This weekend Zane and I tried glassblowing at an art studio in Wan Chai called Glazden! It was part of Zane’s Christmas present from me and we finally had a chance to do it.
The studio itself was really cute – it was located in this little courtyard area where a bunch of different buildings meet in the midst of all these other cute restaurants, art shops and craft stores. The studio was half outdoors and we did all of our glassblowing outside! This was especially nice because we finally had a warm, sunny weekend here – the last few weeks have been freezing, so it felt great to have the warm sun shining back down on us! (sorry for everyone who is reading this that’s in Canada).
It was only Zane and I for the workshop (they do these private workshops all day, and even have walk-in time slots available) and we each got to make our own glass cup. The first part was choosing what colours we wanted. They had all these jars laid out filled with bits of different coloured glass – there were so many different colours to choose from, I had a hard time figuring mine out! I ended up going for two shades of blue and a shade of green, and then I sprinkled some yellow throughout. When our glass cups were finished, Zane said the yellow in my cup looked like goldfish swimming around in the blue! I really liked that analogy. Zane decided to go with some yellow, orange and ivory colours for his cup.
After we chose our colours the artist had this long pole that he stuck inside a super hot cauldron of melted glass. When he pulled it out, he blew on the end until a bubble started to form (what you see in the video below). Then we rolled the hot glass blob over our coloured glass pieces. The next step was shaping the glass. For this part we sat down and held a wooden mould dipped in water in one hand, and with the other hand we rolled the poll with our glass at one end back and forth, keeping our glass in the mould. After this we blew into the pole some more to make our glasses bigger. Then we used a wooden paddle dipped in water to shape the bottom. The artist then broke our glass off the pole and turned it around, so the mouth of the glass was now facing away and the bottom of our glass was stuck to the pole. The last part was shaping the mouth of our glass, which we did using what looked like a giant pair of tweezers that we slowly used to open the mouth of the glass. The glasses were still super hot and we had to leave them over night in a cooling furnace.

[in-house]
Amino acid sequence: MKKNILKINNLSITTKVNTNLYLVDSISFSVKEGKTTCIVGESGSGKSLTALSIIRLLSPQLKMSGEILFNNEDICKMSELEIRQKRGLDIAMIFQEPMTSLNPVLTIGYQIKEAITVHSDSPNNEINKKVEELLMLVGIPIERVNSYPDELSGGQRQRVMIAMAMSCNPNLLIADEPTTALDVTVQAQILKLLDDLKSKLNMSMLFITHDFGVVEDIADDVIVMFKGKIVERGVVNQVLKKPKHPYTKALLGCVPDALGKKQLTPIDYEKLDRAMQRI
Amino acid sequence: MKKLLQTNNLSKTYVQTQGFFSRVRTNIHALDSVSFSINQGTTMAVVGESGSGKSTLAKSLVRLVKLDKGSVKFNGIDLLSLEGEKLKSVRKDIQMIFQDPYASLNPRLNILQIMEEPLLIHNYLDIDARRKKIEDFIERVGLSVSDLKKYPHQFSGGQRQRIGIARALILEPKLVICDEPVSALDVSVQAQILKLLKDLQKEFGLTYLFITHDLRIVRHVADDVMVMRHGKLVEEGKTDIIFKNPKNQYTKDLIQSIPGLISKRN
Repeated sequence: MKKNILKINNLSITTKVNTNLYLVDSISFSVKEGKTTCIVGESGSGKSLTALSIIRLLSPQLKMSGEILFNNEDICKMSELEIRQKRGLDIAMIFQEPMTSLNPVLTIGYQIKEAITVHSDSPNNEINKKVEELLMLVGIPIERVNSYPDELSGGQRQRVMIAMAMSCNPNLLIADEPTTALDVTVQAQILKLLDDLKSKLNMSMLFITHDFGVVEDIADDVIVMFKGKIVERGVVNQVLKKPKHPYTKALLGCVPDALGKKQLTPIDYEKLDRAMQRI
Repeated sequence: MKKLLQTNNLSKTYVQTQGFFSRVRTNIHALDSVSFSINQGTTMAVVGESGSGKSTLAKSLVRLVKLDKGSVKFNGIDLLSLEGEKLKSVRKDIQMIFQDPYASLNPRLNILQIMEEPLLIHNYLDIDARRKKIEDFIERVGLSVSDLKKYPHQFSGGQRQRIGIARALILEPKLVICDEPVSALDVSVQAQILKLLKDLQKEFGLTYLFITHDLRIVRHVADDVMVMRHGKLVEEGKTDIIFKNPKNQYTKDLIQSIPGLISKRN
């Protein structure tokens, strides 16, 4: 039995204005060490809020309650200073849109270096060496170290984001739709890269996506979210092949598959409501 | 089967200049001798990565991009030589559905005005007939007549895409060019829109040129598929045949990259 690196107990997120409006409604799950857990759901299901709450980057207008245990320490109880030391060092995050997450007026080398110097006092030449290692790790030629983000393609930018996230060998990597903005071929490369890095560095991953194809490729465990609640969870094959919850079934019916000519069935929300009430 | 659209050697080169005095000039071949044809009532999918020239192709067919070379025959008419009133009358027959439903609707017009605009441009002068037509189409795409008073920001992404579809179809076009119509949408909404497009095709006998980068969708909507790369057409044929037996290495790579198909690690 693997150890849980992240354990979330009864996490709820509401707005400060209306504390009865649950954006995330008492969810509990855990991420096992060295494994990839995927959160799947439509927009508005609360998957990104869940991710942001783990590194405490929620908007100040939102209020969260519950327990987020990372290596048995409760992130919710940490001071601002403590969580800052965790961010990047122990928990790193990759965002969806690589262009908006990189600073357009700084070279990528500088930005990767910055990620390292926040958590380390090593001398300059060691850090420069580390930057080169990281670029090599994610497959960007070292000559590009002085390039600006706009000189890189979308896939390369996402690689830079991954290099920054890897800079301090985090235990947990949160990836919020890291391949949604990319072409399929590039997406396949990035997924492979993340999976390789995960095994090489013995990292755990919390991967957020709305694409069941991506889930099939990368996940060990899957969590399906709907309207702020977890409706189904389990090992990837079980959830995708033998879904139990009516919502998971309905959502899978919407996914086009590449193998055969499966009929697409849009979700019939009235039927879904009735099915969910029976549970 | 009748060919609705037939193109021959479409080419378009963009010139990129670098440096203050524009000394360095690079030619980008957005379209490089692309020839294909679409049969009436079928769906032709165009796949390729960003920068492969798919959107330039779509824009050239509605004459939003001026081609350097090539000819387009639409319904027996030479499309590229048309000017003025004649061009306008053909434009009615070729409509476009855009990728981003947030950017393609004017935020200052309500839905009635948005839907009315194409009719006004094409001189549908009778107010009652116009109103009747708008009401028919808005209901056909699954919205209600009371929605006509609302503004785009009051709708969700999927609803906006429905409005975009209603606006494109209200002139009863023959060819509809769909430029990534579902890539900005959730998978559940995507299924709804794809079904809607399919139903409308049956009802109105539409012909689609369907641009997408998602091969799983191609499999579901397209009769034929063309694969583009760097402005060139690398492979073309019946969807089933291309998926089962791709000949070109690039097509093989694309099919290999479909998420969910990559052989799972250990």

We were both so excited to pick them up the next day and see how they turned out! When mine was still hot all the colours looked green, but when it was completely cooled the colours really came out. We were both so happy with how our glasses turned out, and want to go back and make some more! We’re thinking a set of six? Haha. So if we ever have any visitors who also want to give it a try, we’ll take you!
Can’t wait to start drinking out of these!